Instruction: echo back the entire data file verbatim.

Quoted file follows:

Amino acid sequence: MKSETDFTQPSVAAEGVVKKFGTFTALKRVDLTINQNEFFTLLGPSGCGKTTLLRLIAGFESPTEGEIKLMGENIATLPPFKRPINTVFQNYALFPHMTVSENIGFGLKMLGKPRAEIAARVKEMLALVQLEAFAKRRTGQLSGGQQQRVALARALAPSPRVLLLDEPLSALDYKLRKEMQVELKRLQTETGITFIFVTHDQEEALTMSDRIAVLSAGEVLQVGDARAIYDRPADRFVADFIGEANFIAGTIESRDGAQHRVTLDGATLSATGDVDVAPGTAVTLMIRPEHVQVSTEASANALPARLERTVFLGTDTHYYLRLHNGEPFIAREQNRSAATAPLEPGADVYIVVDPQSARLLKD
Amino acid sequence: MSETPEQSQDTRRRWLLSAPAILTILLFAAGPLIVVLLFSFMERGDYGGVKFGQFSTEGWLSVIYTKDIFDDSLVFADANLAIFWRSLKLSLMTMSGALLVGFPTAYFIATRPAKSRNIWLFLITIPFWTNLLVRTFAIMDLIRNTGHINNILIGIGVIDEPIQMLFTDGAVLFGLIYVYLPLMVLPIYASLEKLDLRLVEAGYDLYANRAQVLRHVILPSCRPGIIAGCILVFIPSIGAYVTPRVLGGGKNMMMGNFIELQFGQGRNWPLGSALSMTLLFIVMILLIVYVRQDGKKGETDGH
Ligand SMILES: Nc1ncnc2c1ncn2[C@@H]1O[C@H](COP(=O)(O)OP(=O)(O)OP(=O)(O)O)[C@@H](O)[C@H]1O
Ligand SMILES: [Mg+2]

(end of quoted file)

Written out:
Amino acid sequence: MKSETDFTQPSVAAEGVVKKFGTFTALKRVDLTINQNEFFTLLGPSGCGKTTLLRLIAGFESPTEGEIKLMGENIATLPPFKRPINTVFQNYALFPHMTVSENIGFGLKMLGKPRAEIAARVKEMLALVQLEAFAKRRTGQLSGGQQQRVALARALAPSPRVLLLDEPLSALDYKLRKEMQVELKRLQTETGITFIFVTHDQEEALTMSDRIAVLSAGEVLQVGDARAIYDRPADRFVADFIGEANFIAGTIESRDGAQHRVTLDGATLSATGDVDVAPGTAVTLMIRPEHVQVSTEASANALPARLERTVFLGTDTHYYLRLHNGEPFIAREQNRSAATAPLEPGADVYIVVDPQSARLLKD
Amino acid sequence: MSETPEQSQDTRRRWLLSAPAILTILLFAAGPLIVVLLFSFMERGDYGGVKFGQFSTEGWLSVIYTKDIFDDSLVFADANLAIFWRSLKLSLMTMSGALLVGFPTAYFIATRPAKSRNIWLFLITIPFWTNLLVRTFAIMDLIRNTGHINNILIGIGVIDEPIQMLFTDGAVLFGLIYVYLPLMVLPIYASLEKLDLRLVEAGYDLYANRAQVLRHVILPSCRPGIIAGCILVFIPSIGAYVTPRVLGGGKNMMMGNFIELQFGQGRNWPLGSALSMTLLFIVMILLIVYVRQDGKKGETDGH
Ligand SMILES: Nc1ncnc2c1ncn2[C@@H]1O[C@H](COP(=O)(O)OP(=O)(O)OP(=O)(O)O)[C@@H](O)[C@H]1O
Ligand SMILES: [Mg+2]